Chicago changes in the future.
And mostly in bad ways – because, well, apocalypse happens. Well, in some SF future histories, anyway.
Diving deep into the archives of Golden Age space opera found these 6 stories where you can compare their ideas of what’s going to happen with your own Windy City.
Don’t worry, these authors passed on a while back, so they are beyond being insulted if your world doesn’t turn out like theirs.
But all their stories are short, so you can enjoy their diversions in the small pieces of time you spend in any rushed urban environment you may have.
But let’s just hope it’s not ‘Cagga…
Space Opera is a subgenre of science fiction that emphasizes space warfare, melodramatic adventure, interplanetary battles, chivalric romance, and risk-taking. Set mainly or entirely in outer space, it usually involves conflict between opponents possessing advanced abilities, futuristic weapons, and other sophisticated technology.
The term has no relation to music, as in a traditional opera, but is instead a play on the terms “soap opera”, a melodramatic television series, and “horse opera”, which was coined during the 1930s to indicate a formulaic Western movie. Space operas emerged in the 1930s and continue to be produced in literature, film, comics, television, and video games.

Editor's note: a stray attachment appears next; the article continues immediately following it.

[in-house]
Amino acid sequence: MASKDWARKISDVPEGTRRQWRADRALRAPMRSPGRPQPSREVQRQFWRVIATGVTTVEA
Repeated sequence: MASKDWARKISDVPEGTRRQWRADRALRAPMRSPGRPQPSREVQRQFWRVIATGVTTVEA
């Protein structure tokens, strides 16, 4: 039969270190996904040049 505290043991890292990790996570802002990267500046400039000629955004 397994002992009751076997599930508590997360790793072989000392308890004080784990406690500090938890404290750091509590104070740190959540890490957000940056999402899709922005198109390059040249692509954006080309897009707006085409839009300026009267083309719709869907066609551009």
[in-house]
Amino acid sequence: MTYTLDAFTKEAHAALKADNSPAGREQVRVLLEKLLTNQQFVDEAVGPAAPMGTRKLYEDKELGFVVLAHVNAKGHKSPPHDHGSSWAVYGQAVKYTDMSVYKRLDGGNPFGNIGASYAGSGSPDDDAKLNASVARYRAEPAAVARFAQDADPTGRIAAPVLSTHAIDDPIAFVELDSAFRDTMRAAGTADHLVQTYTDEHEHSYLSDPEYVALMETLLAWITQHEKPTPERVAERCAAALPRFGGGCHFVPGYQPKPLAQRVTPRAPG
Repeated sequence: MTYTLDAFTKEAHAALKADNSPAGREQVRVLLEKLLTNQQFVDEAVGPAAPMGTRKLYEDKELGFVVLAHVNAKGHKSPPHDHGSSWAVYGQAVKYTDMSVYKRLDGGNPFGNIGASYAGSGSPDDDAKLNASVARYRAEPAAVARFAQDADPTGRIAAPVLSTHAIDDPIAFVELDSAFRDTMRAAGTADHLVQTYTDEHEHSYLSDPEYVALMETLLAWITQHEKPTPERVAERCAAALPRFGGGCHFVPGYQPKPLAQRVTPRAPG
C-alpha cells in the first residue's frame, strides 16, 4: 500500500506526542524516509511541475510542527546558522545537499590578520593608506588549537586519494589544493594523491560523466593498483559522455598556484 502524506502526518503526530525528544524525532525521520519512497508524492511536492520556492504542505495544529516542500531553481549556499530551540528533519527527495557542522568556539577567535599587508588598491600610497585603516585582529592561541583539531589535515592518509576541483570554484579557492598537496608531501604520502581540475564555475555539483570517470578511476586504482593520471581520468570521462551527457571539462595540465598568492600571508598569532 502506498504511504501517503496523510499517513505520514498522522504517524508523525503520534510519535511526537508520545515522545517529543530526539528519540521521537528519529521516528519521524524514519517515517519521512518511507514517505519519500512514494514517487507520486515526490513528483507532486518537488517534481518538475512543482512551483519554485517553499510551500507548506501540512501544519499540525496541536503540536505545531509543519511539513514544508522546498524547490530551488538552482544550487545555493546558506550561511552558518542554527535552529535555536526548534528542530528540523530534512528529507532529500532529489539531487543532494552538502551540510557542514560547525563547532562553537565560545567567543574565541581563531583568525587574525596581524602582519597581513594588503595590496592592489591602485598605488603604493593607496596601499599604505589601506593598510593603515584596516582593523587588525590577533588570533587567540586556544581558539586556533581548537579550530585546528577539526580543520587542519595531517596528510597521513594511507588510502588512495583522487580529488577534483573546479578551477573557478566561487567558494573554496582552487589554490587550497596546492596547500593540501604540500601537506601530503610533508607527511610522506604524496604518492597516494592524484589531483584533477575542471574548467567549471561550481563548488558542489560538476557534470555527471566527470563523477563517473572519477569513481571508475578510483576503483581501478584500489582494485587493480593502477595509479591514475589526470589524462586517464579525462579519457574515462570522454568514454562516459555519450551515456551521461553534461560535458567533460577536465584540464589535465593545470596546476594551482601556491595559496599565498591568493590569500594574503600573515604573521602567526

The Golden Age of Pulp Magazine Fiction derives from pulp magazines (often referred to as “the pulps”) as they were inexpensive fiction magazines that were published from 1896 to the late 1950s. The term pulp derives from the cheap wood pulp paper on which the magazines were printed. In contrast, magazines printed on higher-quality paper were called “glossies” or “slicks”.
The pulps gave rise to the term pulp fiction. Pulps were the successors to the penny dreadfuls, dime novels, and short-fiction magazines of the 19th century. Although many writers wrote for pulps, the magazines were proving grounds for those authors like Robert Heinlein, Louis LaMour, “Max Brand”, Ray Bradbury, Philip K. Dick, and many others. The best writers moved onto longer fiction required by paperback publishers. Many of these authors have never been out of print, even long after their passing.
Con-Fen by James R. Adams
Until Life Do Us Part by Winston K. Marks
License to Steal by Louis Newman
The Place Where Chicago Was by Jim Harmon
Bullet with His Name by Fritz Leiber
Deadly City by Paul W. Fairman
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